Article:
Burglary Prevention Tips

Written By: Admin
Published: January 1, 2014

Statistics show that burglaries are on the upswing in Sonoma County. There were 120 home thefts reported from September 2012 to November 2012. This year there were 138 reported. Unfortunately, both the number of thieves prosecuted and the property recovery rate are relatively low.

By definition, a burglary occurs when a person(S) enters a structure or locked vehicle with the intent to steal things of value inside. The typical burglar looks for easy pickings and if entering the premises takes too long, he will go somewhere else.

The key, then, to stopping them is to make entry tougher. We, in law enforcement, call that “hardening the target.” Here are some suggestions for preventing a burglary in your home or car.

1.  Choose the right place to live.  Local law enforcement compiles statistics regarding crimes in an area and publishes crime frequency information on-line where you can read it easily. You can also ask business owners and residents who live in the area about how secure they feel.

2.  Take preventative action.  Don’t think because you have never been burglarized that it is okay to leave your home unlocked.

  • Check your home daily and nightly to make sure doors and windows are locked. Teach other household members to do the same.
  • Do not open your door to strangers and instruct your children to follow the same rule.
  • Use your automatic garage door, drive in, and then close the door before you get out of your car.   It’s also a good idea to unplug the opener when you are out of town and placing a lock on the door rails to thwart manual lifting of the door.
  • Do not allow people working in your home to be left unattended.
  • If you hide a key outside make sure it is hidden in a not so obvious place.  Use a hidden coded lock box.
  • Check with family members as you come and go from home.
  • Have a family discussion about what to do in the event a burglary occurs or worse, a “Home Invasion Robbery.”  Make a plan so everyone knows exactly what to do.

3. Utilize Crime Prevention Services of Your Local Law Enforcement Agency.  Ask the Crime Prevention Officer in your neighborhood for statistics and suggestions for burglary prevention. He/she may even be able to conduct a safety analysis of your home.

4. Neighborhood Watch works for everyone.   Join or form a neighborhood/farm watch group in your area. I have made numerous arrests as a result of tips phoned in by these groups.  With one point of contact in a neighborhood watch group, information tends to be more accurate. The neighborhood watch concept brings a community together working as a whole toward public safety and disaster preparedness.

5. Get a Dog.  Dogs do provide a certain amount of deterrence.  “Beware of dog” signs help, as well.  An alert, noisy dog will bark at strangers and often scare them away.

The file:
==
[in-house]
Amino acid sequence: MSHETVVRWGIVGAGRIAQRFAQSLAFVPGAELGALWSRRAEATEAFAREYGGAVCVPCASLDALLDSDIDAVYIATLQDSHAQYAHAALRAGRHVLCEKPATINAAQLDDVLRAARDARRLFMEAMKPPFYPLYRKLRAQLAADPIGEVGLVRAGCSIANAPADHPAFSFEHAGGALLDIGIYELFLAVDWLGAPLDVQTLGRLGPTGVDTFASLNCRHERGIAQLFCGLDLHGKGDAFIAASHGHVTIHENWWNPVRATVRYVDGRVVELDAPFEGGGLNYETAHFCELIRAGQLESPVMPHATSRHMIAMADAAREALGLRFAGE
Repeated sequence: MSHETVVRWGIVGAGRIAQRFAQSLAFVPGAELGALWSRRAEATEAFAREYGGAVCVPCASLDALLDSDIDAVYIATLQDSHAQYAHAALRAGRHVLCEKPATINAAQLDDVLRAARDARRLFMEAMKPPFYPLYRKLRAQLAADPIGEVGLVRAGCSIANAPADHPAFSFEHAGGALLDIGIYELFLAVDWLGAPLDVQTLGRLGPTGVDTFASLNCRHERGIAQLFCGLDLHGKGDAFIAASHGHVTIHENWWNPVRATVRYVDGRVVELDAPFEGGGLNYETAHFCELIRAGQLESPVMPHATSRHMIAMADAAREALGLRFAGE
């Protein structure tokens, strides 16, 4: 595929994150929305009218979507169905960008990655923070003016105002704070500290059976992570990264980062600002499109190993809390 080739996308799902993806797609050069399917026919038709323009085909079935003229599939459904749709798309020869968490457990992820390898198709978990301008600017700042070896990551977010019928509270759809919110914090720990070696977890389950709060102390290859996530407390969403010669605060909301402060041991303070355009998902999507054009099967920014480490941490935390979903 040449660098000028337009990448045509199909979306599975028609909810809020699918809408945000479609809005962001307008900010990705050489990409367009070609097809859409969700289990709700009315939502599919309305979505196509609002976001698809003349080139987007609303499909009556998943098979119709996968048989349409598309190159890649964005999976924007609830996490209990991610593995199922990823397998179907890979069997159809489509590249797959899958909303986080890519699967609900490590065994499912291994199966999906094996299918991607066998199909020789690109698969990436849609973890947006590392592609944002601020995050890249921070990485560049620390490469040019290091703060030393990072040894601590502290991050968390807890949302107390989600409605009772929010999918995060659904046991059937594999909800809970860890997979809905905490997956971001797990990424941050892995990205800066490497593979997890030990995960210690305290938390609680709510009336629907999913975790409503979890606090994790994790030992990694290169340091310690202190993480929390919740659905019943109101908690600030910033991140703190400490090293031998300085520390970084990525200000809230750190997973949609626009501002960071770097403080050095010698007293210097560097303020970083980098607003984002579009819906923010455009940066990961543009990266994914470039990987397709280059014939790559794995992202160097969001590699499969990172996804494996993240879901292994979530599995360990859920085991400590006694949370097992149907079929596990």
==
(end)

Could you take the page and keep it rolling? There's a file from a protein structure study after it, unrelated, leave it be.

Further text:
6. Make sure your house number is easy to see.  This will ensure prompt response from law enforcement and fire personnel.  Know addresses, nearest cross street and other landmarks around your property so that you can provide sound directions to dispatch personnel.

7. Pick up your newspapers.  Make sure your house looks as if someone lives there.  Do not leave newspapers or garbage cans out for prolonged periods of time.  Packages left on front porches are a sure sign that no one is home.

8. Don’t advertise that you are away from home. 

  • Place a hold on your mail when you are away from home.
  • Place interior lights on a timer
  • Consider a reputable house sitter that may take care of your pets and home at the same time. This might save you money in pet boarding.

9. Secure your doors.  Most thieves use doors to get inside. Make sure yours are secure.  Many burglaries occur as a result of unlocked doors or a door left open for a pet. Recently we investigated an incident when the thief entered the home through a pet door.

  • If your locks need to be upgraded now is the time to do it.
  • Place a minimum of 3″ screws in the strike plate on your door frames.
  • Thicker is better. Replace hollow core doors with solid ones of wood or metal.

10. Windows: Make sure your windows stay locked and closed.  If you do open them, make sure they open no more than six inches. Place dowels in the windows and sliding doors to prevent them from being forced open.

11. Secure your home:

  • Lighting. Make sure porch and perimeter lights are working. Replace bulbs if necessary.  Motion detector lights are a plus.  Make sure lighting is out of the reach of persons that may tamper with them.
  • Fences are a proven security measure. Make sure your fence is secure and safe.
  • Keep shrubs and trees in your yard trimmed so there are no hiding places. Vegetation in front of windows should also be pruned so that there is a clear view of the window.

12.  Alarms.  If you have an alarm make sure it works. Keep the alarm company up to date on gate combinations and contact information so you can be reached quickly should need arise.

13.  Cameras:  Prices for DVR camera systems have come down over the years and the quality is improving. Trail cameras are another inexpensive option and they are wireless. With today’s smart phone capabilities some of these DVR cameras will send you an alert and you might yourself witness someone attempting to break into your house and can notify authorities instantly.

“Target Hardening”: as you may recall in previous articles I spoke about “target hardening” as a rule of thumb to simply make it harder for you to become a victim of a crime. Take the simple steps listed above and you may very well prevent a burglary to your home or business.  If you have any questions, contact your Rural Crimes Task Force Deputies at 707-565-3940.

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